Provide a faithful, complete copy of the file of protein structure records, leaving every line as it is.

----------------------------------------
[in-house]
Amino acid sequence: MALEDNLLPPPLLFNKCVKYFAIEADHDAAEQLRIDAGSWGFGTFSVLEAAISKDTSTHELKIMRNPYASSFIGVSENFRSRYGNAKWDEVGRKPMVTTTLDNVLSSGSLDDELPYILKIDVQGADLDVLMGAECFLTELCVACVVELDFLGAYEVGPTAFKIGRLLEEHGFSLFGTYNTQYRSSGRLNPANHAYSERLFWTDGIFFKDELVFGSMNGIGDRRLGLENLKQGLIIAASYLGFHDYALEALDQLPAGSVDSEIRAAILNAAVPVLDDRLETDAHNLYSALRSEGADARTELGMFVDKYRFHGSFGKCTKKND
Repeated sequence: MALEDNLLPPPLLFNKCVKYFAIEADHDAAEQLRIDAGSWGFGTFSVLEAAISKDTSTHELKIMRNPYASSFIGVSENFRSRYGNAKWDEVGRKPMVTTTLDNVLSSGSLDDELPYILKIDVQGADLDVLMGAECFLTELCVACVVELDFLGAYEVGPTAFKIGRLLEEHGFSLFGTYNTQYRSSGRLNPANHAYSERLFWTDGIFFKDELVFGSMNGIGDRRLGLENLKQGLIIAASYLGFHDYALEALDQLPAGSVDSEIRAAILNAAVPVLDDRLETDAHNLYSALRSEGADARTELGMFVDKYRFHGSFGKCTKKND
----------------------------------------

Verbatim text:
[in-house]
Amino acid sequence: MALEDNLLPPPLLFNKCVKYFAIEADHDAAEQLRIDAGSWGFGTFSVLEAAISKDTSTHELKIMRNPYASSFIGVSENFRSRYGNAKWDEVGRKPMVTTTLDNVLSSGSLDDELPYILKIDVQGADLDVLMGAECFLTELCVACVVELDFLGAYEVGPTAFKIGRLLEEHGFSLFGTYNTQYRSSGRLNPANHAYSERLFWTDGIFFKDELVFGSMNGIGDRRLGLENLKQGLIIAASYLGFHDYALEALDQLPAGSVDSEIRAAILNAAVPVLDDRLETDAHNLYSALRSEGADARTELGMFVDKYRFHGSFGKCTKKND
Repeated sequence: MALEDNLLPPPLLFNKCVKYFAIEADHDAAEQLRIDAGSWGFGTFSVLEAAISKDTSTHELKIMRNPYASSFIGVSENFRSRYGNAKWDEVGRKPMVTTTLDNVLSSGSLDDELPYILKIDVQGADLDVLMGAECFLTELCVACVVELDFLGAYEVGPTAFKIGRLLEEHGFSLFGTYNTQYRSSGRLNPANHAYSERLFWTDGIFFKDELVFGSMNGIGDRRLGLENLKQGLIIAASYLGFHDYALEALDQLPAGSVDSEIRAAILNAAVPVLDDRLETDAHNLYSALRSEGADARTELGMFVDKYRFHGSFGKCTKKND